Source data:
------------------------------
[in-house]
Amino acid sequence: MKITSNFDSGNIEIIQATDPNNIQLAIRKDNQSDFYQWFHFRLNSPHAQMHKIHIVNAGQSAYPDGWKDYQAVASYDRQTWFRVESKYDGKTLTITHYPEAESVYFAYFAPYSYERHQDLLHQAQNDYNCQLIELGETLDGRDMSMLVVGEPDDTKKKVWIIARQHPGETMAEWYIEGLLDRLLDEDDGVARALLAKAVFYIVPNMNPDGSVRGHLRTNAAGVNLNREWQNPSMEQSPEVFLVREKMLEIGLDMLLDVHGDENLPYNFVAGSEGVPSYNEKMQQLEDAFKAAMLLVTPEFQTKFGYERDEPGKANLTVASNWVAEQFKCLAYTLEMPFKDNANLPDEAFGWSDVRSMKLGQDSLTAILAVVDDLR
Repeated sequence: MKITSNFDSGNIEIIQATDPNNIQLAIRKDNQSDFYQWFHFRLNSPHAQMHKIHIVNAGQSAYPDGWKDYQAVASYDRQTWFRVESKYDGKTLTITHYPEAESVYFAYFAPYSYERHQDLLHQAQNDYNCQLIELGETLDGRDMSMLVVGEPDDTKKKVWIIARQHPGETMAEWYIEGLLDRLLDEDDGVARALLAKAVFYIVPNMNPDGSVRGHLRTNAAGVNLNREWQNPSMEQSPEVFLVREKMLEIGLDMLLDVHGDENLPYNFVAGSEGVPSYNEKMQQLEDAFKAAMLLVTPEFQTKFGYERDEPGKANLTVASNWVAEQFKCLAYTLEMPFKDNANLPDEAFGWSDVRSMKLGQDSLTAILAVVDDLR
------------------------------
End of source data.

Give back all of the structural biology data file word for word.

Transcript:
[in-house]
Amino acid sequence: MKITSNFDSGNIEIIQATDPNNIQLAIRKDNQSDFYQWFHFRLNSPHAQMHKIHIVNAGQSAYPDGWKDYQAVASYDRQTWFRVESKYDGKTLTITHYPEAESVYFAYFAPYSYERHQDLLHQAQNDYNCQLIELGETLDGRDMSMLVVGEPDDTKKKVWIIARQHPGETMAEWYIEGLLDRLLDEDDGVARALLAKAVFYIVPNMNPDGSVRGHLRTNAAGVNLNREWQNPSMEQSPEVFLVREKMLEIGLDMLLDVHGDENLPYNFVAGSEGVPSYNEKMQQLEDAFKAAMLLVTPEFQTKFGYERDEPGKANLTVASNWVAEQFKCLAYTLEMPFKDNANLPDEAFGWSDVRSMKLGQDSLTAILAVVDDLR
Repeated sequence: MKITSNFDSGNIEIIQATDPNNIQLAIRKDNQSDFYQWFHFRLNSPHAQMHKIHIVNAGQSAYPDGWKDYQAVASYDRQTWFRVESKYDGKTLTITHYPEAESVYFAYFAPYSYERHQDLLHQAQNDYNCQLIELGETLDGRDMSMLVVGEPDDTKKKVWIIARQHPGETMAEWYIEGLLDRLLDEDDGVARALLAKAVFYIVPNMNPDGSVRGHLRTNAAGVNLNREWQNPSMEQSPEVFLVREKMLEIGLDMLLDVHGDENLPYNFVAGSEGVPSYNEKMQQLEDAFKAAMLLVTPEFQTKFGYERDEPGKANLTVASNWVAEQFKCLAYTLEMPFKDNANLPDEAFGWSDVRSMKLGQDSLTAILAVVDDLR